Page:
What Is a Budget Analyst? Everything You Need to Know About This Number-Crunching Career

You’re the go-to numbers-person for everyone, from your family to your boss. They know that if you can’t get a budget whipped into shape, then no one can. Every now and then you wonder if your financial skills could be applied to more than just the weekly grocery budget, but a career as a budget analyst has remained a mystery to you.

What if it turns out you don’t like the day-to-day job duties, or if a budget analyst salary isn’t enough to tempt you away from your current job? You’ve come to the right place. We’re unravelling all the details of a career as a budget analyst so you can make the right calculation about whether this should be your next job title.

Keep reading for our breakdown of everything you need to know about a career as a budget analyst.

What is a budget analyst?

Just like the job title suggests, budget analysts help organizations big and small stay on track with their finances by maintaining a balanced budget. They help to keep company finances organized by running regular financial reports, collaborating with executives about funding needs and assessing budget decisions about special programs or one-time expenses, according to the Bureau of Labor Statistics (BLS).1

These expert number-crunchers aren’t just focused on past and current spending. They also help organizations plan for the future and assess the pros and cons of making large purchases. Though they typically don’t make final spending decisions, their recommendations are a valuable asset for company leaders.

What does a budget analyst do?

You might be surprised to learn that budget analysts aren’t tied to calculators and spreadsheets all day. They cover a wide range of daily job duties that allow them to best serve their organization through both calculation and collaboration.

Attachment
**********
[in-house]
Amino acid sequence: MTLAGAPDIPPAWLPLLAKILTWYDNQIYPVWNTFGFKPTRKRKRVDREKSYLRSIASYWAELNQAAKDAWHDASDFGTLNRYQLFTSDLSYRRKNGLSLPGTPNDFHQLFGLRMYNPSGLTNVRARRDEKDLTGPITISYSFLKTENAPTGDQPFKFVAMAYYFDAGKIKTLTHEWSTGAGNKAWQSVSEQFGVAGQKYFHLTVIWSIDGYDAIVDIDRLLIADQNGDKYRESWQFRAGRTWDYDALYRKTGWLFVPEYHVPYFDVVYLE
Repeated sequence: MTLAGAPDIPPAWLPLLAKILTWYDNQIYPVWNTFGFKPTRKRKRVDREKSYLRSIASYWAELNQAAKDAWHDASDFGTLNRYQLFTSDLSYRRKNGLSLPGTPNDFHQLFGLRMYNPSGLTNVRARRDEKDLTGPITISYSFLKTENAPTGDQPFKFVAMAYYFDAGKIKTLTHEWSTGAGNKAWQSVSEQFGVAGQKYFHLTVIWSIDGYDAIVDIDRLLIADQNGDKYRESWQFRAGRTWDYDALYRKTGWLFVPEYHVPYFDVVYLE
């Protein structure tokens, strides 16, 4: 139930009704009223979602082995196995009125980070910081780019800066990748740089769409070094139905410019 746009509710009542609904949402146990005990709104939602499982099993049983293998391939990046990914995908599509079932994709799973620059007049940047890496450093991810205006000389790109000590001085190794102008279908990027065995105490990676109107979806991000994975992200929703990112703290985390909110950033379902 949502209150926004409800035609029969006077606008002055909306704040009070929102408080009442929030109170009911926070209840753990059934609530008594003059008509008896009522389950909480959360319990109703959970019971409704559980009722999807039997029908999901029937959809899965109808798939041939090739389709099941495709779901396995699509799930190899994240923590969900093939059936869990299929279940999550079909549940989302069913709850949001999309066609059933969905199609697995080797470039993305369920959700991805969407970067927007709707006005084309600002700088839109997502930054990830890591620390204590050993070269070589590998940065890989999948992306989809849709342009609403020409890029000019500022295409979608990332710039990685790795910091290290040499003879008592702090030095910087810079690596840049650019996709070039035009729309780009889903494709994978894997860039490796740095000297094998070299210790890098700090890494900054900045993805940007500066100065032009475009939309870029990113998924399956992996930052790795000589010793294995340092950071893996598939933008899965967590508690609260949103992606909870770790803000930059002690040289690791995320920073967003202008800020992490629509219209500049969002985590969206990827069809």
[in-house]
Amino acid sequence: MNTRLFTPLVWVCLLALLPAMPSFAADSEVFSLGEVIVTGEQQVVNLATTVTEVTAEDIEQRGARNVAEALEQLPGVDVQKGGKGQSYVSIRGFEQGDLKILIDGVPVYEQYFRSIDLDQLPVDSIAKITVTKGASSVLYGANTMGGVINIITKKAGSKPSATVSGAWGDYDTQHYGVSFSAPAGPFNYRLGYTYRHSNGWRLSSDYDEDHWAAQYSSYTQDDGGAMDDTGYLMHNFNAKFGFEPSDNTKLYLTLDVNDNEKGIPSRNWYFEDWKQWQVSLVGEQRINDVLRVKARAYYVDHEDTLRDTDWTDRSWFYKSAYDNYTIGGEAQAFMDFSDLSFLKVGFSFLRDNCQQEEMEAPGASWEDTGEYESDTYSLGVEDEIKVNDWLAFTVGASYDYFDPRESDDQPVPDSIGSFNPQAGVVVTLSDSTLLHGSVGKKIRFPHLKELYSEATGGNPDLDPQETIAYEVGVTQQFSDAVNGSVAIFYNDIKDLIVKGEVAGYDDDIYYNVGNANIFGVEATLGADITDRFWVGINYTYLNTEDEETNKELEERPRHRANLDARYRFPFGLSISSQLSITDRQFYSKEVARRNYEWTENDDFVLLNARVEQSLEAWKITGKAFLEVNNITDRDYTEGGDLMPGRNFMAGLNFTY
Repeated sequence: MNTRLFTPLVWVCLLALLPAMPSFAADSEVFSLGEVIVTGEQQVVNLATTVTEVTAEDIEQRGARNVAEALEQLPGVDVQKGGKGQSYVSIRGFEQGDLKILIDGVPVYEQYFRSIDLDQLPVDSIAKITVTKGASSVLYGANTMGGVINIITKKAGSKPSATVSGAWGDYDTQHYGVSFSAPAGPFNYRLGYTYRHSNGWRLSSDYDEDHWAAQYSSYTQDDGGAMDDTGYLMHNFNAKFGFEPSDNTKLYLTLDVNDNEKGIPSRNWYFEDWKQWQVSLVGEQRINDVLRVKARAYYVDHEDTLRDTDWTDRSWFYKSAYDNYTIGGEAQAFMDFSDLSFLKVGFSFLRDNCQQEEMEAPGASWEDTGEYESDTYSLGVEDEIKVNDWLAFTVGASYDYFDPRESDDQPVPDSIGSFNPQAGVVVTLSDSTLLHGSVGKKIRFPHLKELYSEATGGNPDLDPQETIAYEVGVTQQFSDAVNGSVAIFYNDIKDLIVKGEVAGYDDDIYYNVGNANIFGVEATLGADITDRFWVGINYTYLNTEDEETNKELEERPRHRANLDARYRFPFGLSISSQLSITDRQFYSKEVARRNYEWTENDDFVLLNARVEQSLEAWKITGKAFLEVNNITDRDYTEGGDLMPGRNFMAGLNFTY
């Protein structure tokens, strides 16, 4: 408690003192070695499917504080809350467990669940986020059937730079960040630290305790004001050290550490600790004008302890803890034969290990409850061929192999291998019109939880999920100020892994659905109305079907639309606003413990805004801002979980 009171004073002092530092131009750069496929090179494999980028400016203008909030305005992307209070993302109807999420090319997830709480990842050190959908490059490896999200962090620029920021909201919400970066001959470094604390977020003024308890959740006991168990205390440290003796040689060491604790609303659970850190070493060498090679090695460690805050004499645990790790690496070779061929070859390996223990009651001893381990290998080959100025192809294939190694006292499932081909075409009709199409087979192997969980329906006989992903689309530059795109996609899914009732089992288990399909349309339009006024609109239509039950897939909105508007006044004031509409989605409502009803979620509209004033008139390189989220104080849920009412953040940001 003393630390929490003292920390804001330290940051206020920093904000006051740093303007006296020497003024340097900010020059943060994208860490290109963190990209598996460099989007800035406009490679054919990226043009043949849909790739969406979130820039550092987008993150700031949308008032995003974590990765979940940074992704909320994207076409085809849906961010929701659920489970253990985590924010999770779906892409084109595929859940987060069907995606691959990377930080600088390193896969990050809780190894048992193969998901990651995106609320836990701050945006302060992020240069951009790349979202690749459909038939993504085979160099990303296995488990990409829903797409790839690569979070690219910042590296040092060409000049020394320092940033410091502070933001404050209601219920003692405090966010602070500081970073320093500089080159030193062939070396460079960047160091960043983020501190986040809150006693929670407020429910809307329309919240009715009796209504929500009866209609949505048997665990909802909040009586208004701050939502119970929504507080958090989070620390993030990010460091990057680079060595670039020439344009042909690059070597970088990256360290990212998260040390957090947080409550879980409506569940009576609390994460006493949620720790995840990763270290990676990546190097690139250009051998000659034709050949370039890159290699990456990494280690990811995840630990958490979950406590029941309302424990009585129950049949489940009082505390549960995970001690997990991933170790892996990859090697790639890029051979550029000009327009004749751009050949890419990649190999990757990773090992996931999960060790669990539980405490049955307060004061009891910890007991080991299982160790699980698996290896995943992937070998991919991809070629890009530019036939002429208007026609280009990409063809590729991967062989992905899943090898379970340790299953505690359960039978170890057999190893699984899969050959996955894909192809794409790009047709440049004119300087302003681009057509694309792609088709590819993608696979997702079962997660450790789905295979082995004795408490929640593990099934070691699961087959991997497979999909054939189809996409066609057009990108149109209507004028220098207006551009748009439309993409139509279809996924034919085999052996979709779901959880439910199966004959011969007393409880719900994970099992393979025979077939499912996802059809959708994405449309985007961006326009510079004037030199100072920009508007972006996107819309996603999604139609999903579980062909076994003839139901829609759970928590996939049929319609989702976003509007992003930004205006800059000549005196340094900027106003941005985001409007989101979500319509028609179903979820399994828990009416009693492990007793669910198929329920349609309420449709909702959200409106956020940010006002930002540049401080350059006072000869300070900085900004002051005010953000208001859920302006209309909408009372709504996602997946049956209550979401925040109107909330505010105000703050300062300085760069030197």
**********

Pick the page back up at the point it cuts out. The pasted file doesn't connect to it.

These are some of the job duties you can expect to encounter as a budget analyst, according to the BLS:

  • Work with managers to develop program and department budgets
  • Review budget proposals for accuracy and compliance with laws and regulations
  • Prepare regular financial reports and analyze data
  • Use data to make spending and planning recommendations to organization leaders
  • Help organization leaders develop alternate solutions if the recommended plans or budgets don’t meet the company’s needs
  • Monitor company spending
  • Plan for future expenses

What skills does a budget analyst need?

As you’d suspect, a successful budget analyst requires plenty of financial know-how to make accurate calculations. We looked at the latest real-time data to uncover the in-demand skills employers are seeking in candidates for budget analyst positions2:

  • Budgeting
  • Accounting
  • Microsoft Excel
  • Financial management
  • Financial analysis
  • Financial reporting
  • Business administration
  • Spreadsheets
  • Forecasting
  • Microsoft PowerPoint

Though technical skills like these are vital for this career, there are also a handful of soft skills that make budget analysts even more valuable to their employers. Take a look at this list of soft skills from U.S. Department of Labor to see if you might already have qualities that fit the bill of a successful budget analyst3:

  • Active listening
  • Reading comprehension
  • Critical thinking
  • Speaking
  • Complex problem solving
  • Judgment and decision making